Days have passed since enterprise and personal computing devices were first held hostage around the world by the aptly-named “WannaCry” ransomware, and a “second wave” attack may not be far off.
Ransomware is daunting, but make no mistake: it is preventable. Below we outline how to protect your company, and how to respond if attacked.
What is Ransomware?
Ransomware is digital malware that locks a computing device, preventing the user from accessing data contained on the device until a ransom is paid, usually in a cryptocurrency like bitcoin. Ransomware attacks have impacted desktops, laptops, servers, and cellular phones, and in the future we expect it to hit the many connected devices comprising the Internet of Things. WannaCry was just the latest form of ransomware to hit in recent years, but the episode was unsettling because of its unprecedented scale, with hundreds of thousands of computers being targeted simultaneously.
Defending Against Ransomware
There are five general strategies that companies should consider for defending against Wannacry and other prospective ransomware attacks.
- Install patches quickly. Software developers regularly make patches available to close newly-discovered vulnerabilities, but they only work if companies install them. Companies, as a standard operating procedure, should install patches as soon as possible after they are released. Companies that do not risk exposing themselves to attacks, like WannaCry, that prey on already-known and fixable vulnerabilities. If companies fail to patch and suffer consequences that adversely impact customers or commercial partners, they may face liability for negligence. Microsoft released in March a patch for the vulnerability exploited by WannaCry for its recent operating systems, and last weekend released a patch for Windows XP, an older operating system that Microsoft generally no longer supports. Companies should install these patches immediately if they haven’t already done so.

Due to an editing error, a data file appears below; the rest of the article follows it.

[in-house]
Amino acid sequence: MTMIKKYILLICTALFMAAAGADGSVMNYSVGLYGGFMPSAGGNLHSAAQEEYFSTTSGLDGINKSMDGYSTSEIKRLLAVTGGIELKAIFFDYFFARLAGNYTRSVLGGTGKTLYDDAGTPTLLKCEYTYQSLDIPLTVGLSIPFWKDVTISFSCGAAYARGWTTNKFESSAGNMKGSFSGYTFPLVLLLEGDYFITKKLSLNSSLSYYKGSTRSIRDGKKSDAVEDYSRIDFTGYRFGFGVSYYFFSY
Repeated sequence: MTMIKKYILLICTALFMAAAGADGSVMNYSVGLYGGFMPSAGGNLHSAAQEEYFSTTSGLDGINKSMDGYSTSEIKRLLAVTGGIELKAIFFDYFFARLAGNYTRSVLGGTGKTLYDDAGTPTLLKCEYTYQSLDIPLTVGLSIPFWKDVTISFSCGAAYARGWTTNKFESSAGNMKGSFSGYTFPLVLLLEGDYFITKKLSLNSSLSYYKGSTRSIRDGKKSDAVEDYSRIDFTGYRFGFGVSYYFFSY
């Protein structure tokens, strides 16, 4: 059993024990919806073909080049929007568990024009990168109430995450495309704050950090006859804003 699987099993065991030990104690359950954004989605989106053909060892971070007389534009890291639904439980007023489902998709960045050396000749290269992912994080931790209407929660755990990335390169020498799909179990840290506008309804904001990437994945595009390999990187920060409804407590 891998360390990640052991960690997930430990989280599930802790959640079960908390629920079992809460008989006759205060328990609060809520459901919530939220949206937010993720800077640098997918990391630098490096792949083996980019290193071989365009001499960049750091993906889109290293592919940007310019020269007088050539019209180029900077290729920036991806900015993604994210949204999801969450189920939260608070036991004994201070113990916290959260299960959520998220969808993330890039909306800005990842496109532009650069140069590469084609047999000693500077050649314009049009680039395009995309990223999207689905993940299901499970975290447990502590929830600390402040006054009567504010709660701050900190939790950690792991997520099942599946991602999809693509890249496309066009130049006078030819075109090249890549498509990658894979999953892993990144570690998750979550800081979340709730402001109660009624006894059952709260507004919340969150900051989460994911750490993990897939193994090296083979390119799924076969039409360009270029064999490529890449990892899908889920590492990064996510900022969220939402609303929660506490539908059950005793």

- Back up data. Corporate IT teams should back up critical data at regular and frequent intervals, so that even if data is locked up by ransomware, the company will be able to access copies elsewhere.
- Deploy known threat signatures. Deploy antivirus and malware signatures associated with the WannaCry threat. The United States Department of Homeland Security’s cyber operations center has posted these signatures.[i]
- Develop a ransomware incident response plan. Consult with knowledgeable professionals to formulate a ransomware incident response plan so that the company can quickly and effectively respond to any infiltration. Plans should include consideration of whether to pay ransom; whether and how to interact with law enforcement and regulators; ensuring processes to restore operations quickly; development of public relations and customer relations action plans; and coordination by the legal team to understand any contractual obligations or notification requirements that may be triggered, as well as the risk of litigation resulting from the attack.
- Double-down on employee training. Many ransomware attacks spread through phishing emails, which unsuspecting employees click through and allow the adversaries into the broader corporate network. Consider a policy that requires all employees with corporate email access to engage in and routinely update on counter-phishing training.